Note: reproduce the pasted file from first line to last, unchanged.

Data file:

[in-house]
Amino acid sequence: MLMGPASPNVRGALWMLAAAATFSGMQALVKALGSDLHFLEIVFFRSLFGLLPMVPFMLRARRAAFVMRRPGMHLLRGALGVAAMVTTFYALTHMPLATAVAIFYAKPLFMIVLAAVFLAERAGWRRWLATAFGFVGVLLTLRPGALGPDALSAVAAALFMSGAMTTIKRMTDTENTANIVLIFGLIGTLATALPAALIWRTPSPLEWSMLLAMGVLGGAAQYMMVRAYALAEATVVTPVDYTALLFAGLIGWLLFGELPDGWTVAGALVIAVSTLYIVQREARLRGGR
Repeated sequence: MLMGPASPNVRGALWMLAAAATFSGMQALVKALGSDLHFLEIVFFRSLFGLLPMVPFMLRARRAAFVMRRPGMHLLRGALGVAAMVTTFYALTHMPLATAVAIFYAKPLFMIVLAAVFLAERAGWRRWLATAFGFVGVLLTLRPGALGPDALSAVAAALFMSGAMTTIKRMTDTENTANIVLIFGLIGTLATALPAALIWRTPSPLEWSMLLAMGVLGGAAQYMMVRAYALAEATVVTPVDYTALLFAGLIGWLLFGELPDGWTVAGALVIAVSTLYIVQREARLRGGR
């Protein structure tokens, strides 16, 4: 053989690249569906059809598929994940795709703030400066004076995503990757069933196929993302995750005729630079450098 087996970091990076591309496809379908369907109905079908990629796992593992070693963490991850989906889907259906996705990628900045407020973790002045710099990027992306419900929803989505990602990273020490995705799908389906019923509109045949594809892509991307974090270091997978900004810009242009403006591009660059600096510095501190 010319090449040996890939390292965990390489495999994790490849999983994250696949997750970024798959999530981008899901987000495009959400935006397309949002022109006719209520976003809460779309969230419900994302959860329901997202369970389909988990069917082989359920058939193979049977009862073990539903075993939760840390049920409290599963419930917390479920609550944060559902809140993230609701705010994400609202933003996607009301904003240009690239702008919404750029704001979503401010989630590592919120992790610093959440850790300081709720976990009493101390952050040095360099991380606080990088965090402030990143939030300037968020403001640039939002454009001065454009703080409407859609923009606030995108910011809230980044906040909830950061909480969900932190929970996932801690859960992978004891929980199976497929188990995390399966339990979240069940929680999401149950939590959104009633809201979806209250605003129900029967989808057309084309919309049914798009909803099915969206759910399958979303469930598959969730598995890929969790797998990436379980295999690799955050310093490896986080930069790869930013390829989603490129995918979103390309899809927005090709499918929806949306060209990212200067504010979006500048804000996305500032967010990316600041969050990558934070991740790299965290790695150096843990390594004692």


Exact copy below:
[in-house]
Amino acid sequence: MLMGPASPNVRGALWMLAAAATFSGMQALVKALGSDLHFLEIVFFRSLFGLLPMVPFMLRARRAAFVMRRPGMHLLRGALGVAAMVTTFYALTHMPLATAVAIFYAKPLFMIVLAAVFLAERAGWRRWLATAFGFVGVLLTLRPGALGPDALSAVAAALFMSGAMTTIKRMTDTENTANIVLIFGLIGTLATALPAALIWRTPSPLEWSMLLAMGVLGGAAQYMMVRAYALAEATVVTPVDYTALLFAGLIGWLLFGELPDGWTVAGALVIAVSTLYIVQREARLRGGR
Repeated sequence: MLMGPASPNVRGALWMLAAAATFSGMQALVKALGSDLHFLEIVFFRSLFGLLPMVPFMLRARRAAFVMRRPGMHLLRGALGVAAMVTTFYALTHMPLATAVAIFYAKPLFMIVLAAVFLAERAGWRRWLATAFGFVGVLLTLRPGALGPDALSAVAAALFMSGAMTTIKRMTDTENTANIVLIFGLIGTLATALPAALIWRTPSPLEWSMLLAMGVLGGAAQYMMVRAYALAEATVVTPVDYTALLFAGLIGWLLFGELPDGWTVAGALVIAVSTLYIVQREARLRGGR
């Protein structure tokens, strides 16, 4: 053989690249569906059809598929994940795709703030400066004076995503990757069933196929993302995750005729630079450098 087996970091990076591309496809379908369907109905079908990629796992593992070693963490991850989906889907259906996705990628900045407020973790002045710099990027992306419900929803989505990602990273020490995705799908389906019923509109045949594809892509991307974090270091997978900004810009242009403006591009660059600096510095501190 010319090449040996890939390292965990390489495999994790490849999983994250696949997750970024798959999530981008899901987000495009959400935006397309949002022109006719209520976003809460779309969230419900994302959860329901997202369970389909988990069917082989359920058939193979049977009862073990539903075993939760840390049920409290599963419930917390479920609550944060559902809140993230609701705010994400609202933003996607009301904003240009690239702008919404750029704001979503401010989630590592919120992790610093959440850790300081709720976990009493101390952050040095360099991380606080990088965090402030990143939030300037968020403001640039939002454009001065454009703080409407859609923009606030995108910011809230980044906040909830950061909480969900932190929970996932801690859960992978004891929980199976497929188990995390399966339990979240069940929680999401149950939590959104009633809201979806209250605003129900029967989808057309084309919309049914798009909803099915969206759910399958979303469930598959969730598995890929969790797998990436379980295999690799955050310093490896986080930069790869930013390829989603490129995918979103390309899809927005090709499918929806949306060209990212200067504010979006500048804000996305500032967010990316600041969050990558934070991740790299965290790695150096843990390594004692």